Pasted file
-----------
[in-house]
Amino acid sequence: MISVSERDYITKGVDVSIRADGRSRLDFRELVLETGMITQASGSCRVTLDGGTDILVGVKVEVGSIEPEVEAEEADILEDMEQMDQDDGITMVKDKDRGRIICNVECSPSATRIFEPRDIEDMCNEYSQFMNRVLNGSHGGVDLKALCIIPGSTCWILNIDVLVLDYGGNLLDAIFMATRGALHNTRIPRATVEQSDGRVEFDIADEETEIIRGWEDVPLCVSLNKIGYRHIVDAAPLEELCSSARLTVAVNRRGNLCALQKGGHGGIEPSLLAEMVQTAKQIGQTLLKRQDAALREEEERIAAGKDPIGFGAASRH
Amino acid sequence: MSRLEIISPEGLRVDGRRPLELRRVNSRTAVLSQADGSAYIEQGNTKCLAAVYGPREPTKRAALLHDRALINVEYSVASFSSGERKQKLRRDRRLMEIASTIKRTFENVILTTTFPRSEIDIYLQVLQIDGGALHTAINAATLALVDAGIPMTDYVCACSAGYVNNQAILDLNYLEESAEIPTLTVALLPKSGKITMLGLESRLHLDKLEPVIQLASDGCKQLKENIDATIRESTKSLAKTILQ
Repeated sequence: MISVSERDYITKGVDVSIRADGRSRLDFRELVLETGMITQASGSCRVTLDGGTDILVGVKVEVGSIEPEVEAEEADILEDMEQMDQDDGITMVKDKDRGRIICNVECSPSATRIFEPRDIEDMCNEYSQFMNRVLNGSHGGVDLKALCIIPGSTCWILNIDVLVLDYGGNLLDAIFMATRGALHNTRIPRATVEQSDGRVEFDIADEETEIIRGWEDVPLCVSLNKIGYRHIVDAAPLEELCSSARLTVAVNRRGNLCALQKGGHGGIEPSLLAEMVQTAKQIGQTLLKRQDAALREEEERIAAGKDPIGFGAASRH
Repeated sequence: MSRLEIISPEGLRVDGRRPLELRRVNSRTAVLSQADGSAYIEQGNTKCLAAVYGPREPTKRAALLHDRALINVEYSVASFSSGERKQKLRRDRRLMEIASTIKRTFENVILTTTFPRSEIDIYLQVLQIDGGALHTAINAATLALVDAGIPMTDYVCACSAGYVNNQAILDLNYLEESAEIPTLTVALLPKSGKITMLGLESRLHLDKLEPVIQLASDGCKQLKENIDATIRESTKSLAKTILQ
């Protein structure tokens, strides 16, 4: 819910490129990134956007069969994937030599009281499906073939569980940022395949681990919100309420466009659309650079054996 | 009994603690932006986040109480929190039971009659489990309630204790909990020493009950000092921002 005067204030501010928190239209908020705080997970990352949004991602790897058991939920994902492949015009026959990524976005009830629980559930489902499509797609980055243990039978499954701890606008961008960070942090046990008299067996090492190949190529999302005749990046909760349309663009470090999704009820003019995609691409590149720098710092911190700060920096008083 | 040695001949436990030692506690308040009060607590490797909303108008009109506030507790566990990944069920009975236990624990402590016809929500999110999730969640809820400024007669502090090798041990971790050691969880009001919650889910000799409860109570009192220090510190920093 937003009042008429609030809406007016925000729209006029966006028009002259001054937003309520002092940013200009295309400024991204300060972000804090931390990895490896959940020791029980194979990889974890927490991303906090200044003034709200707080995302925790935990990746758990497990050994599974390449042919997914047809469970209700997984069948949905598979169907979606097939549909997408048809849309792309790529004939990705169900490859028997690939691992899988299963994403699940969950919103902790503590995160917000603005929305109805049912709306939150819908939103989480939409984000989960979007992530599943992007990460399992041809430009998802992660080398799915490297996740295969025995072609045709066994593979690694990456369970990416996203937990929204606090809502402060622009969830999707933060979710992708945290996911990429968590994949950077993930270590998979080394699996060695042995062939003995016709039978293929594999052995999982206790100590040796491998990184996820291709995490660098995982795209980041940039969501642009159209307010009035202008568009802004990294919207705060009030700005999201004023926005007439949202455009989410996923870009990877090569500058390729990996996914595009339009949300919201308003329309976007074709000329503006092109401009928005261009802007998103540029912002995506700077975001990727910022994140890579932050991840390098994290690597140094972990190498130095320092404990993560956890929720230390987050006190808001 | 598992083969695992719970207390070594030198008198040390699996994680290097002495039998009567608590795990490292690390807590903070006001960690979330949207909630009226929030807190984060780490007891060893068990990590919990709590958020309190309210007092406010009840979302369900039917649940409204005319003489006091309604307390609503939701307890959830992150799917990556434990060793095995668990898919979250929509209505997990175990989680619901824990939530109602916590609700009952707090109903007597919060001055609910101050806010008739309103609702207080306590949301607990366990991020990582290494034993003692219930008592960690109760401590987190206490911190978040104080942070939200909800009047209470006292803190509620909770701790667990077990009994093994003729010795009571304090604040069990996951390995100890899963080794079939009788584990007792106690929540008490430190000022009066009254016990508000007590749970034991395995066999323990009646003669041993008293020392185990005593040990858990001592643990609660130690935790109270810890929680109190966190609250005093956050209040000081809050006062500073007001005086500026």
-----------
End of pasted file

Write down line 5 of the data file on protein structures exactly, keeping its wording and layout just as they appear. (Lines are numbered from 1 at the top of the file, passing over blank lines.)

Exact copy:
Repeated sequence: MSRLEIISPEGLRVDGRRPLELRRVNSRTAVLSQADGSAYIEQGNTKCLAAVYGPREPTKRAALLHDRALINVEYSVASFSSGERKQKLRRDRRLMEIASTIKRTFENVILTTTFPRSEIDIYLQVLQIDGGALHTAINAATLALVDAGIPMTDYVCACSAGYVNNQAILDLNYLEESAEIPTLTVALLPKSGKITMLGLESRLHLDKLEPVIQLASDGCKQLKENIDATIRESTKSLAKTILQ